The Best Whey Protein Powder for People Who Genuinely Love Food

The Best Whey Protein Powder for People Who Genuinely Love Food

“Whey protein would technically be considered the ‘gold standard,’ and that’s because whey protein is a milk protein. Any animal-based proteins are going to be what we like to call a complete protein,” explains Grasso. It’s “complete” because it contains the nine essential amino acids we must get from the food we eat because our body doesn’t make them on its own, all of which play vital roles within the body—we’re talking everything from immune function and energy regulation to hemoglobin production.

Many protein sources (like legumes and nuts) deliver some but not all of the nine essentials, meaning you’d need to combine them to achieve the full spectrum. That’s the draw of a “complete” protein, and why people might turn to whey as a straightforward choice when looking for a way to supplement their protein intake. Grasso also notes that whey protein powders often have a higher amount of leucine, an amino acid that is particularly important for athletes or people looking to build muscle because of its role in muscle protein synthesis. Another pro? According to Syn, “whey is also considered a ‘fast-absorbing’ protein, which makes it preferred for post-workout recovery.”

If whey protein isn’t for you, whether you’re vegan or have a dairy allergy or sensitivity, note that it’s not the only supplement that’ll provide that complete amino acid profile. Many vegan protein companies add a variety of plant-based protein sources to their powder blends in order to ensure they’re delivering that full package, which they’ll usually note on their packaging. Plant-based complete proteins also do exist—these would be anything soy-based, says Grasso, like a soy protein isolate or a pea protein.

What should you look for in a whey protein powder?

Grasso and Syn both stress the importance of making sure your protein powder of choice is third-party tested. This is because dietary supplements like protein powders are regulated by the FDA only as food, not as drugs. To ensure that what’s listed on the label matches what’s actually in the product, you’ll want to look for a badge or note that indicates the product was tested by a third party: NSF, Informed Sport Choice, and GMP are some of the typical badges you might see. This is particularly important for athletes who want to ensure there are no banned substances in the supplements they’re taking, but it’s a good practice for all supplement users.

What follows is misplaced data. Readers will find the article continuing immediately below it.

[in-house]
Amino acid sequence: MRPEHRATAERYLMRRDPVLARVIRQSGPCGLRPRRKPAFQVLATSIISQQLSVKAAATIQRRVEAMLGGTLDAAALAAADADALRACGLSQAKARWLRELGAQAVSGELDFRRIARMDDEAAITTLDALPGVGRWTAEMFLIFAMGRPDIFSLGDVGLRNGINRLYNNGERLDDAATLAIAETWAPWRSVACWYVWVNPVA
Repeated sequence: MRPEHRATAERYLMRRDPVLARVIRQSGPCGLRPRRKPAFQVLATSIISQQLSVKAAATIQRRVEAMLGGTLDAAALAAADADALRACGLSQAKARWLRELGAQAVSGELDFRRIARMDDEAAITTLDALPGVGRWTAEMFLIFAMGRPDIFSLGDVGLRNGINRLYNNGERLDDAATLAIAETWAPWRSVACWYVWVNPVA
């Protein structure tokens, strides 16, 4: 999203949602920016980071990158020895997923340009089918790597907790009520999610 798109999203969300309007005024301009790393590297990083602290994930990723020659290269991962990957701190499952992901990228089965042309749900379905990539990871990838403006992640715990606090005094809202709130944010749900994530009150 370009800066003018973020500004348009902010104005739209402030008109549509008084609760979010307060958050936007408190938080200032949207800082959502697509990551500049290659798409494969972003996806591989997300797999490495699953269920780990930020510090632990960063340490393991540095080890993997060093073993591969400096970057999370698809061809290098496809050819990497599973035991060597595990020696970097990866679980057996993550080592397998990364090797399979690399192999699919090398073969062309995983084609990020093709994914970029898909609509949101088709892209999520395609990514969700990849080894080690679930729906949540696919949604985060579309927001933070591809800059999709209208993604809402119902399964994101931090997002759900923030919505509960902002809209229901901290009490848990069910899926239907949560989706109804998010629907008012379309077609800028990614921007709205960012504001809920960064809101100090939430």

The second biggest thing to look out for when choosing a whey protein is the ingredient list. In general, Syn recommends opting for one “with little to no unnecessary additives, fillers, artificial ingredients, and added sugar.” Grasso also advises opting for shorter ingredient lists when possible, and she particularly looks out for artificial sweeteners or sugar alcohols: “These things are not inherently bad for us, but things like acesulfame potassium or sucralose can cause headaches in some individuals.”

As for sugar alcohols, those are denoted by an “-ol” and include ingredients like erythritol, sorbitol, and maltitol. “We don’t digest those sugar alcohols, and so they actually enter our gut in the full molecular form, which can cause digestion upset, constipation, bloating, diarrhea, gas, all sorts of really fun GI things,” Grasso says. Not everyone will experience these symptoms, but it’s worth being aware of if you’ve ever found yourself worse for wear 30 minutes after downing your morning shake.

What’s the difference between whey protein concentrate and whey protein isolate?

These are the two most common forms of whey protein you’ll see, and the choice between the two is another thing to consider when deciding which powder to go with. “Whey protein isolate is a filtered form of whey protein. It contains at least 90% protein and has less fat, carbohydrates, and calories than whey concentrate. It also contains very little lactose,” says Syn, which makes it a good option for those with lactose sensitivities. Whey protein concentrate sits at about 70%–80% in protein content and contains more lactose than isolate, but the trade-off is that it’s often cheaper.

Best chocolate whey protein powder: Thorne Whey Protein Isolate, Chocolate

Thorne Whey Protein Isolate, Chocolate

This whey protein isolate from supplement and at-home health test company Thorne won the chocolate flavor round of testing for a few reasons: Alkalized (a.k.a. Dutch-processed) cocoa creates a rich dark chocolate taste, and I found that the powder delivered a relatively creamy consistency even when mixed with plain water. While it’s one of the pricier options on this list, I thought it was worth the extra 10 or 15 cents per serving for the flavor alone. I appreciated that it’s sweetened with a mix of cane sugar and stevia, as opposed to the potentially head- or tummy ache-inducing sweeteners Grasso warns of (though it’s worth noting that stevia can cause these effects for some people). It’s also third-party tested, and because it’s an isolate, it makes it a great choice for the lactose sensitive.

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